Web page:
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  1. #1
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    What Cell am I in? (Excel2003+)

    <P ID="edit" class=small>(Edited by chrisgreaves on 16-Jan-09 15:27. Thought of a horrible work-around )</P>The attached workbook shows a UDF working well.
    You give the function dblYTD the address of a cell which contains a month, and a row displacement, and it caculates a cumulative total from that month to the start of the year (January), using data in the row "displacement" offset from the date cell.
    In the sample shown, 10,507 is the sum of the cells 3 rows below the date values, for the dates from July ("T$3") back to the January of that year.
    In the sample shown, 10,577 is the sum of the cells 4 rows below the date values, for the dates from July ("T$3") back to the January of that year.

    <UL><LI>It seems to me that I can do without the "Row offset" parameter if only my UDF can determine the row number of the cell being calculated.[/list]For example, the use of dblYTD in cell AA8 ought to be able to work out for itself that it is being executed in row 8, and that row 8 is 5 rows below row 3 ("T$3"), and so the row offset will be 5.
    Then there is no need for the user to supply that second parameter "lngOffsetRows".

    I can't find anything in Excel/VBA Help or on the web that indicates that a UDF can determine the target cell of its result during computation.

    Of course, this may be just another case of refrigerator blindness .....

    (later) I can fudge it by having the user supply a cell reference ("=dblYTD(Q$9,ROW(AH16))") which at least allows them to use fill-down to populate cells. My UDF is modified:
    <pre>Dim myLngOffset As Long
    myLngOffset = lngOffsetRows - rngDateCell.Row
    (snip!)
    dblResult = dblResult + rng.Offset(myLngOffset, 0).Value</pre>


    <font color=448800>Jerry and Bolingbroke: I'll deal with you two later</font color=448800>
    Attached Files Attached Files

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    Re: What Cell am I in? (Excel2003+)

    In a user-defined function, Application.Caller is the cell containing the formula (as a Range object).
    So you can get the row number of the cell containing the formula from Application.Caller.Row.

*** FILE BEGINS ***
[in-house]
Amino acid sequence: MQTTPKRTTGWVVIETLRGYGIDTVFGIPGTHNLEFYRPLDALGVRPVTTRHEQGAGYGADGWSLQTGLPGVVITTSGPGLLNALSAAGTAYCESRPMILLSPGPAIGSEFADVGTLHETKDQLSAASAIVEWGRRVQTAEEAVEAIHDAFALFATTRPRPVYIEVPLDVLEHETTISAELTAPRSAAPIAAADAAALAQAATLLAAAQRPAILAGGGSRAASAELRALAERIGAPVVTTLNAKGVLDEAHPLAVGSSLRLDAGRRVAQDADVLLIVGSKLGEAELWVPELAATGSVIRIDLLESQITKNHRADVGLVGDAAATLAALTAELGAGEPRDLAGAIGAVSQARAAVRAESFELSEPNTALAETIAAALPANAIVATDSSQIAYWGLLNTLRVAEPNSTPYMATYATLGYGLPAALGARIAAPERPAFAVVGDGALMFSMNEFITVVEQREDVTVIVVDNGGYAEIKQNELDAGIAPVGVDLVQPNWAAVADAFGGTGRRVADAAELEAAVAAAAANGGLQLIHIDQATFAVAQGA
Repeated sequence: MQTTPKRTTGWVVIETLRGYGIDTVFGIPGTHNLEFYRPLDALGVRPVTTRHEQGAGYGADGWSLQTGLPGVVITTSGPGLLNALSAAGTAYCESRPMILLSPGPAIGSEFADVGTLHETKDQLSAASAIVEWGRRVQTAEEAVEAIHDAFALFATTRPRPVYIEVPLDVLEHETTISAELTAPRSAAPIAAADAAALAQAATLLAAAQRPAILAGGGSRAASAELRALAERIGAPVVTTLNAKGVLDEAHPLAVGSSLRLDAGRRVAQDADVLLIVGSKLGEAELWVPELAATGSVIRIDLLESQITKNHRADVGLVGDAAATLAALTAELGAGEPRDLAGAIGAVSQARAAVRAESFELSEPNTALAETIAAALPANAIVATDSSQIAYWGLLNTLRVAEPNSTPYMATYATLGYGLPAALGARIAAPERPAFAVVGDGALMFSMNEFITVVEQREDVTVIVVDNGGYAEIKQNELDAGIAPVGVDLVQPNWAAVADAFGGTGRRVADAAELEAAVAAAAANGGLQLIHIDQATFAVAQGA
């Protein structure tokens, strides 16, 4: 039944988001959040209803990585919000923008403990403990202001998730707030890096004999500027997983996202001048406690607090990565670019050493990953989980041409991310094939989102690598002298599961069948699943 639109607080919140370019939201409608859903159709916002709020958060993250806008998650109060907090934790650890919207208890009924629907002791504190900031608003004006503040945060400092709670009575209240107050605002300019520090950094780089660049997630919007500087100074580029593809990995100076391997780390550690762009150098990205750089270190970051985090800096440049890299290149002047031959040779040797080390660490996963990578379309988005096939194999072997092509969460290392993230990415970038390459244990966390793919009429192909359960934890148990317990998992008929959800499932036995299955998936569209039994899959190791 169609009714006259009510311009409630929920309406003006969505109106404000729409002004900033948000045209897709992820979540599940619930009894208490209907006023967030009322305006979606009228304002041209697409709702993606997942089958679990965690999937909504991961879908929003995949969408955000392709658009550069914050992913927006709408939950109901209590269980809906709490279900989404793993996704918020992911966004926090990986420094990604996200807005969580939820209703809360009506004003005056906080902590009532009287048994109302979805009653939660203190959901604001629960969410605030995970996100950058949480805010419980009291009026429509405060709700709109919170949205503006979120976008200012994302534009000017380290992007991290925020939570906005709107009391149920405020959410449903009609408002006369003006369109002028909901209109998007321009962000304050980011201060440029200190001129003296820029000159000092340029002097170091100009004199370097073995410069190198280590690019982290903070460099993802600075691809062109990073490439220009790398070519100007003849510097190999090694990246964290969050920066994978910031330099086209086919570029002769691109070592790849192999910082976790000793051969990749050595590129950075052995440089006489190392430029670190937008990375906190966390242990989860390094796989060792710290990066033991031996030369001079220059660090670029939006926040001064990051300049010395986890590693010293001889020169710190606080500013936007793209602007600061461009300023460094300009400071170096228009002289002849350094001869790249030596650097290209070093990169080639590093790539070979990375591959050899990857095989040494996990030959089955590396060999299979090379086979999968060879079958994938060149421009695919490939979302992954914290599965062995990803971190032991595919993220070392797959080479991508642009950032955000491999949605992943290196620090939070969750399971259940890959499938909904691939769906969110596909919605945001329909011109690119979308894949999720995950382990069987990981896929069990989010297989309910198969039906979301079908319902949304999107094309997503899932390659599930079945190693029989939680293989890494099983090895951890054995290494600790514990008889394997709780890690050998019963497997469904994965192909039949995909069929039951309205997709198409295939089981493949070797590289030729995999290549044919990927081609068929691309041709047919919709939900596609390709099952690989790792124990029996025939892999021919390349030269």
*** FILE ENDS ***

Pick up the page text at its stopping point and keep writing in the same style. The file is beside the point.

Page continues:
See the Excel VBA help for the meaning of Application.Caller in other situations.

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    Re: What Cell am I in? (Excel2003+)

    <pre>Dim myLngOffset As Long
    myLngOffset = Application.Caller.Row - rngDateCell.Row</pre>

    You know what, Hans? I really hate it when you come up with such a glib answer ..... <img src=/S/burnup.gif border=0 alt=burnup width=31 height=31> <img src=/S/hugs.gif border=0 alt=hugs width=41 height=25>

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    Re: What Cell am I in? (Excel2003+)

    Anything to annoy you! <img src=/S/evilgrin.gif border=0 alt=evilgrin width=15 height=15>

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    Re: What Cell am I in? (Excel2003+)

    If you are only interested in one cell, you can also use <code>Application.ThisCell</code>
    Regards,
    Rory

    Microsoft MVP - Excel

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    Re: What Cell am I in? (Excel2003+)

    >If you are only interested in one cell, you can also use Application.ThisCell

    Thanks Rory, but I'd better stick with Hans's suggestion because:
    (1) I have lots of cells that need the UDF and
    (2) You know what he's like when I don't follow his advice (grin!)

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    WS Lounge VIP rory's Avatar
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    Re: What Cell am I in? (Excel2003+)

    What I meant was, if you were not array-entering it into multiple cells at once. If you do that then Application.ThisCell returns just the top left cell, whereas Application.Caller returns the entire range into which you have array-entered the formula. Other than that, they work the same way, as far as I know. (e.g. if your UDF is in 87 individual cells, both will return the same info).
    Regards,
    Rory

    Microsoft MVP - Excel

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    Re: What Cell am I in? (Excel2003+)

    >What I meant was, if you were not array-entering it into multiple cells at once.

    As in "Shift-Enter", I assume.
    No.
    Indeed the curent worksheet is being assembled for proof-of-concept purposes and will probably be built by VBA code.
    I am the end-user who will make use of the UDF (fill-down) to provide the client with a visible rendition of the proposed calculated values.
    Thanks.

  9. #9
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    Re: What Cell am I in? (Excel2003+)

    Ctrl+Shift+Enter, yes!
    Regards,
    Rory

    Microsoft MVP - Excel

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